Again this seems to be a question of how the future imaginary works for someone. I'm not sad when listening to jungle because it was the future it forecasted backwards from the 70s into today - well, maybe not so much the more jazzy stuff I'm talking about the ruffer polyrhythmic clattering breaks business. Similar thing with acid.I’m very pro-future. I love it.
I went to this planetarium once and it was space projected all over the walls and you were being launched through all these stars and galaxies and it had all these things where all these machines were being disassembled and all this. Amazing. I told the girl I was with (who was baffled by my taste in music) “this looks like what the music I like sounds like”.
A couple of years ago I was really sad listening to jungle thinking “fuck, the future happened before I was born”. Why I love the music of the last couple of years so much is that it’s the first proper future in decades. Not just a little tinkering with ing frameworks we already have, but full on alien music.
I feel sorry for dance music fans; you have a music who’s whole lexicon is based on the future and yet it’s been relegated to being the past. Dance music hasn’t had a new idea in maybe 20 years.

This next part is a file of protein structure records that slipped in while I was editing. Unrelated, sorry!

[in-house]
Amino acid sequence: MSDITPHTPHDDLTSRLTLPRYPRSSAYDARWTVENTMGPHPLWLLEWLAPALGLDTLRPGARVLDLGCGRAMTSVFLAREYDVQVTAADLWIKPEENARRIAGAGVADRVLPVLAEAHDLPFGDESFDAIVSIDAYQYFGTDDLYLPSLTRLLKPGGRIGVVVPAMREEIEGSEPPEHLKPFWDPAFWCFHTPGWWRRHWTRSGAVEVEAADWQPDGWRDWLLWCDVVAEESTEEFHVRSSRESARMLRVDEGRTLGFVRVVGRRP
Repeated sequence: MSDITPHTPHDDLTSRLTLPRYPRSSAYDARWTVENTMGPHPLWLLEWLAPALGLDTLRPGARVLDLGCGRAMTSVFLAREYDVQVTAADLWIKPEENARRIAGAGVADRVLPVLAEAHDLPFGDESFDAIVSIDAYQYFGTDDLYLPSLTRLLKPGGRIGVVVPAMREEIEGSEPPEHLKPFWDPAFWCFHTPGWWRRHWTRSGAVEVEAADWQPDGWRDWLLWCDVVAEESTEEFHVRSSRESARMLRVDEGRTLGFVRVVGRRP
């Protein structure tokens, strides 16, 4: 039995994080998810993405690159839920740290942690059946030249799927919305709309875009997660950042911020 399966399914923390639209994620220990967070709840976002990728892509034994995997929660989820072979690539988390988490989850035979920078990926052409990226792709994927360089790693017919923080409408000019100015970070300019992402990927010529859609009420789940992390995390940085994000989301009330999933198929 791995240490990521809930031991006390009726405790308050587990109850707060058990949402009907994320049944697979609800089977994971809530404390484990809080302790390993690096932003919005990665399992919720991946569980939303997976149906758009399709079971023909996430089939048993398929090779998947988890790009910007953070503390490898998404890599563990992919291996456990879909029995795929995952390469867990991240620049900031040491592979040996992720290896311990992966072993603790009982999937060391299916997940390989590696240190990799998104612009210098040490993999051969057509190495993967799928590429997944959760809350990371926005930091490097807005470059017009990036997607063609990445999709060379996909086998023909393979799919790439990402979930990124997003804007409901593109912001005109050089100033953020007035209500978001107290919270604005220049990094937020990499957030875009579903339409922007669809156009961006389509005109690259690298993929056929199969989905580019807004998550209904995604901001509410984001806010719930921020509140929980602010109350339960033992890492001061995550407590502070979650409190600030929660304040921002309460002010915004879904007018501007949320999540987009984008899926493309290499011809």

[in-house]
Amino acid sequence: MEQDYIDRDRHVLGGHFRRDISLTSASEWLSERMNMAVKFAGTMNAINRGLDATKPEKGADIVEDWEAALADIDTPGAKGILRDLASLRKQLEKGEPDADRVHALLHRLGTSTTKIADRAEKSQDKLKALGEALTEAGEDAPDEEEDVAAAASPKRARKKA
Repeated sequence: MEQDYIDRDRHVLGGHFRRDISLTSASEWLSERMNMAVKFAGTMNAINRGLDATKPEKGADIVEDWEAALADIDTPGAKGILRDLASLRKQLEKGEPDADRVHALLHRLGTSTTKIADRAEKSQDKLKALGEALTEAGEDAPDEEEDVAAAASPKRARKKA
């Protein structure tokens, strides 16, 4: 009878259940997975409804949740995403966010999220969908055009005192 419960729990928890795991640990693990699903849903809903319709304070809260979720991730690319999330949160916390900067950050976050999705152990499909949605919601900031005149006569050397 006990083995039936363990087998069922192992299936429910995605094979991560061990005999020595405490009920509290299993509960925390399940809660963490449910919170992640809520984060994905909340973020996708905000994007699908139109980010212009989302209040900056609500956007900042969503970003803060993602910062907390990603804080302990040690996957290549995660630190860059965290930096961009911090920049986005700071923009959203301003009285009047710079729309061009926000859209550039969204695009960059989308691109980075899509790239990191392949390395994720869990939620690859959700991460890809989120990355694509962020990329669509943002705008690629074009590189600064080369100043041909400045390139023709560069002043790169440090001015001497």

To me, "OK,Boomer" is an expression of helplessness and weakness. It'a a little bit of scorn, which will "trigger" a lot of people on social media, but in reality, it apparently STILL is the boomers who are calling the shots. For 25 years now, I might add (taken into account Clinton was the first "boomer" president, which exactly was quite a topic at the time.The younger generations can seem as stuck in the retromania/nostalgia trap as anyone, but I guess shit like "OK, Boomer" is actually a decent example of 'weaponising the future for intergenerational warfare' as it's directly attacking the boomers and distributed via memes and hashtags through stuff like TikTok.
A lot of people left Facebook once their parents started using it.
Pretty much. It's evolution as a mad lurch into the unexpected not an orderly progression of development. It's what you didn't see coming.Whenever I've heard something and thought 'fuck me, this sounds like the future' it's just been a way of saying it sounds different and exciting. I don't actually think that's how things will sound in ten, twenty years time, more that it sounds as though it's broken through from a different timeline, somewhere inaccessible, perhaps running in parallel. It's an intrusion I didn't anticipate rather than a prophecy.